5. Monitor Where Apple’s Data Privacy Protections Fail to Tread
Much of Apple’s focus in hardening macOS over the last few years has revolved around extending a series of data privacy protections known as “TCC”: transparency, consent and control. Any Mac user of recent versions of the OS will have encountered TCC in some form or another: usually via prompts asking for permission to access folders such as the Desktop, Document or Downloads, or hardware such as the microphone or camera.
We have discussed TCC at length in the past, and much of what we said then remains true as we head into 2024. Threat actors (and researchers) continue to find multiple, creative ways around these controls, and patches for many known TCC bypasses figure prominently in 2023s macOS updates. Others remain unpatched.
In addition to bypassing or hijacking TCC permissions of other applications, malware authors have also taken to simply avoiding writing or accessing folders that might require TCC consent. Two destinations that are always accessible to read and write that malware commonly makes use of are
/private/etc/tmp (aka “tmp”). We’ve also seen some use of the separate
/private/var/tmp and the Darwin users’
$TEMP directory for staging malware and downloading payloads.
Typically, these locations are used to create malicious application bundles or binaries, launch them, and then ask for permissions to access data of interest, an execution chain that can sidestep TCC controls just so long as the victim willingly offers up a password.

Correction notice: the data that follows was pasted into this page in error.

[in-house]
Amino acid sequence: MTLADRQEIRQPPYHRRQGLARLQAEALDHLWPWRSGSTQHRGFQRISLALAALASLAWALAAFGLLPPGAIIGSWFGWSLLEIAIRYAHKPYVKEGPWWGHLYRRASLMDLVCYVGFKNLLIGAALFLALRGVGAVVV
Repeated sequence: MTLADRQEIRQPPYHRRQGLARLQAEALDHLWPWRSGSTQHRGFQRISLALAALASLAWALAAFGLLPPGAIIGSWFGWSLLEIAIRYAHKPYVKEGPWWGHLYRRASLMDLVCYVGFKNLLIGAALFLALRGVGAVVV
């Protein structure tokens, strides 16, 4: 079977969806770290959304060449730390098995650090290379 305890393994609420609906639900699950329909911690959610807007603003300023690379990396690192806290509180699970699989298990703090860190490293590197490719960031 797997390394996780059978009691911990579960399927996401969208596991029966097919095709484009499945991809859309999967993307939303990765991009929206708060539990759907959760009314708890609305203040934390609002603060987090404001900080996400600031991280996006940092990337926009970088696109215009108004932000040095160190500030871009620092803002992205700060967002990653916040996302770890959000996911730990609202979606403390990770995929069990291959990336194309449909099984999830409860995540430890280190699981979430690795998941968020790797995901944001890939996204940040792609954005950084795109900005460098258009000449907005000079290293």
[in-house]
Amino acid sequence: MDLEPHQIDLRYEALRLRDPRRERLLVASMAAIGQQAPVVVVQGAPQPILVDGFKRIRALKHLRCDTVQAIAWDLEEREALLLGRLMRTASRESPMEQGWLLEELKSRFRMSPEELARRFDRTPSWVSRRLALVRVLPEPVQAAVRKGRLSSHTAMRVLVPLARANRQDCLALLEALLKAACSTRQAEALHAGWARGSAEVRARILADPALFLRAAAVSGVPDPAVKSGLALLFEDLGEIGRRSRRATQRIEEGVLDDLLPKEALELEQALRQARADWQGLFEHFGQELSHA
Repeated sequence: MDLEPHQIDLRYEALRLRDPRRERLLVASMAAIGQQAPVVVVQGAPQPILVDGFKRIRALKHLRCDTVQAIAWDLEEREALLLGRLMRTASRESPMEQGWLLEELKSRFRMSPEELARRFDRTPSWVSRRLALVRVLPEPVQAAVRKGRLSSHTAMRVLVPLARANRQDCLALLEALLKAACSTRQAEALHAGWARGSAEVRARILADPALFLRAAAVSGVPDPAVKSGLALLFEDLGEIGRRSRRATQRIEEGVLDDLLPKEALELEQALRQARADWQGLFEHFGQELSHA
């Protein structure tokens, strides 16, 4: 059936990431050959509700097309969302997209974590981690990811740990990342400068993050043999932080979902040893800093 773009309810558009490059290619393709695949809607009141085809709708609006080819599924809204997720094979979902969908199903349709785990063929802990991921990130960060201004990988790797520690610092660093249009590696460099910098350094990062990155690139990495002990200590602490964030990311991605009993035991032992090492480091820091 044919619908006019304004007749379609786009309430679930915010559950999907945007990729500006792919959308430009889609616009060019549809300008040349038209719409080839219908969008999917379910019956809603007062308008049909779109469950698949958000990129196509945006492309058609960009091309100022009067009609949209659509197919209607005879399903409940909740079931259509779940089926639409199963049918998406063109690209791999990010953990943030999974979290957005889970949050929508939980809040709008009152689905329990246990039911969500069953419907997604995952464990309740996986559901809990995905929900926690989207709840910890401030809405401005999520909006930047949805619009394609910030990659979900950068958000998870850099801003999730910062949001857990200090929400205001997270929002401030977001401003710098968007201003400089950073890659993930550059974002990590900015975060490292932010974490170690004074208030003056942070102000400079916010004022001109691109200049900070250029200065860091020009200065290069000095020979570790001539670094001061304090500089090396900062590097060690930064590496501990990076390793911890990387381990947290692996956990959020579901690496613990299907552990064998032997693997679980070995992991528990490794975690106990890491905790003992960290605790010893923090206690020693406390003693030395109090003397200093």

Defenders are advised to pay increasing attention to these locations particularly in light of the rise of infostealers that eschew persistence and other common behavioral patterns noted earlier.
6. Have Runtime, Will Travel | Treat Larger Downloads With Suspicion
Python 2.6 was an ever-present staple in the macOS environment, even long after the widespread adoption of Python 3 elsewhere, and macOS malware authors have a long history of abusing it. However, after Apple removed Python as a system binary, many threat actors responded by switching to cross-platform languages like Go.
In 2023, we saw a great deal of Go-based malware, from infostealers like Atomic to Cobalt Strike implementations like Geacon. In the wild, Geacon payloads were observed in what appeared to be targeted campaigns using phishing document lures and masquerading as fake enterprise-level software.
Along with Go, Rust payloads have also started to become more common. In some cases, malware authors that preferred to continue using python responded by packaging the python runtime with their malware.